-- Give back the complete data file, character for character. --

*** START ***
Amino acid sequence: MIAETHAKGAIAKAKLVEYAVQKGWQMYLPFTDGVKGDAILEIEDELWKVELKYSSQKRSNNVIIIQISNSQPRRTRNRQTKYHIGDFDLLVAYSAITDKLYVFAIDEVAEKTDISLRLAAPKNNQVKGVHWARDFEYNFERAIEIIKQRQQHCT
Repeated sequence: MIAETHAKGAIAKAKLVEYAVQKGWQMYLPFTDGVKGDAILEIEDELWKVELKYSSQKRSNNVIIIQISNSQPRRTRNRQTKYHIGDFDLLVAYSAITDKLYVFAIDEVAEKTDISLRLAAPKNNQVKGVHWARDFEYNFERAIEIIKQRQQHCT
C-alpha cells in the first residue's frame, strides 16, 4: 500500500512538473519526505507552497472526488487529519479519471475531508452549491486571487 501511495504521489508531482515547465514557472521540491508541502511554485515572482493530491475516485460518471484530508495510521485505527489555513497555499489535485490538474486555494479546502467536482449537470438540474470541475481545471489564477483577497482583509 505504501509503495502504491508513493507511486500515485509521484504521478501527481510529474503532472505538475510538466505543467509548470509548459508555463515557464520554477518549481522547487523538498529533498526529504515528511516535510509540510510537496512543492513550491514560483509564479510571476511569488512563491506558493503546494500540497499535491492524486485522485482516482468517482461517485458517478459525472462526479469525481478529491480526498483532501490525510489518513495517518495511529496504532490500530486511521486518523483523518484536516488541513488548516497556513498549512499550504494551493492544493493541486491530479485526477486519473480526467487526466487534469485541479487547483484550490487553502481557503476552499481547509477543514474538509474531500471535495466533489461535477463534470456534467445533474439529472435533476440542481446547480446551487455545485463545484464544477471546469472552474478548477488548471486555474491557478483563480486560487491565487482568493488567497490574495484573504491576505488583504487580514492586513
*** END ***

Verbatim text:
Amino acid sequence: MIAETHAKGAIAKAKLVEYAVQKGWQMYLPFTDGVKGDAILEIEDELWKVELKYSSQKRSNNVIIIQISNSQPRRTRNRQTKYHIGDFDLLVAYSAITDKLYVFAIDEVAEKTDISLRLAAPKNNQVKGVHWARDFEYNFERAIEIIKQRQQHCT
Repeated sequence: MIAETHAKGAIAKAKLVEYAVQKGWQMYLPFTDGVKGDAILEIEDELWKVELKYSSQKRSNNVIIIQISNSQPRRTRNRQTKYHIGDFDLLVAYSAITDKLYVFAIDEVAEKTDISLRLAAPKNNQVKGVHWARDFEYNFERAIEIIKQRQQHCT
C-alpha cells in the first residue's frame, strides 16, 4: 500500500512538473519526505507552497472526488487529519479519471475531508452549491486571487 501511495504521489508531482515547465514557472521540491508541502511554485515572482493530491475516485460518471484530508495510521485505527489555513497555499489535485490538474486555494479546502467536482449537470438540474470541475481545471489564477483577497482583509 505504501509503495502504491508513493507511486500515485509521484504521478501527481510529474503532472505538475510538466505543467509548470509548459508555463515557464520554477518549481522547487523538498529533498526529504515528511516535510509540510510537496512543492513550491514560483509564479510571476511569488512563491506558493503546494500540497499535491492524486485522485482516482468517482461517485458517478459525472462526479469525481478529491480526498483532501490525510489518513495517518495511529496504532490500530486511521486518523483523518484536516488541513488548516497556513498549512499550504494551493492544493493541486491530479485526477486519473480526467487526466487534469485541479487547483484550490487553502481557503476552499481547509477543514474538509474531500471535495466533489461535477463534470456534467445533474439529472435533476440542481446547480446551487455545485463545484464544477471546469472552474478548477488548471486555474491557478483563480486560487491565487482568493488567497490574495484573504491576505488583504487580514492586513